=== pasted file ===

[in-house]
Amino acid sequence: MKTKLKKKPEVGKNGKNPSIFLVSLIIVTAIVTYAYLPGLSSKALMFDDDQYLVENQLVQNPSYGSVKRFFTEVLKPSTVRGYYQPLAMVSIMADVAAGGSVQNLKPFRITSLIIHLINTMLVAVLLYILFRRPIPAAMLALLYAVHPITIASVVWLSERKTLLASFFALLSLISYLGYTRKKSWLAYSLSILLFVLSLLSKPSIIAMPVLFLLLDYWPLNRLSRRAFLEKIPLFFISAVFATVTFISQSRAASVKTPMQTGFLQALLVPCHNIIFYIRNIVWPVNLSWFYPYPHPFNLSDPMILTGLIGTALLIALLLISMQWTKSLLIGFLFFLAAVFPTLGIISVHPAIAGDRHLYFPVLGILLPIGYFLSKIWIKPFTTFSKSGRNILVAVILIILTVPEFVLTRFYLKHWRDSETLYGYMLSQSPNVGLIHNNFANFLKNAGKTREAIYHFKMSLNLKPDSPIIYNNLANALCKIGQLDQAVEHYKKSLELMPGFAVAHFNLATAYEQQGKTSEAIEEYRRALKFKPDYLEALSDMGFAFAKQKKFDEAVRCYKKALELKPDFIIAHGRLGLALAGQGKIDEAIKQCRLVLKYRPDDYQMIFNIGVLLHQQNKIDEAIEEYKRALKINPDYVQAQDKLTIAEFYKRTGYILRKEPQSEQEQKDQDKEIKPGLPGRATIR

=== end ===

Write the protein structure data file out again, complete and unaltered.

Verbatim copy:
[in-house]
Amino acid sequence: MKTKLKKKPEVGKNGKNPSIFLVSLIIVTAIVTYAYLPGLSSKALMFDDDQYLVENQLVQNPSYGSVKRFFTEVLKPSTVRGYYQPLAMVSIMADVAAGGSVQNLKPFRITSLIIHLINTMLVAVLLYILFRRPIPAAMLALLYAVHPITIASVVWLSERKTLLASFFALLSLISYLGYTRKKSWLAYSLSILLFVLSLLSKPSIIAMPVLFLLLDYWPLNRLSRRAFLEKIPLFFISAVFATVTFISQSRAASVKTPMQTGFLQALLVPCHNIIFYIRNIVWPVNLSWFYPYPHPFNLSDPMILTGLIGTALLIALLLISMQWTKSLLIGFLFFLAAVFPTLGIISVHPAIAGDRHLYFPVLGILLPIGYFLSKIWIKPFTTFSKSGRNILVAVILIILTVPEFVLTRFYLKHWRDSETLYGYMLSQSPNVGLIHNNFANFLKNAGKTREAIYHFKMSLNLKPDSPIIYNNLANALCKIGQLDQAVEHYKKSLELMPGFAVAHFNLATAYEQQGKTSEAIEEYRRALKFKPDYLEALSDMGFAFAKQKKFDEAVRCYKKALELKPDFIIAHGRLGLALAGQGKIDEAIKQCRLVLKYRPDDYQMIFNIGVLLHQQNKIDEAIEEYKRALKINPDYVQAQDKLTIAEFYKRTGYILRKEPQSEQEQKDQDKEIKPGLPGRATIR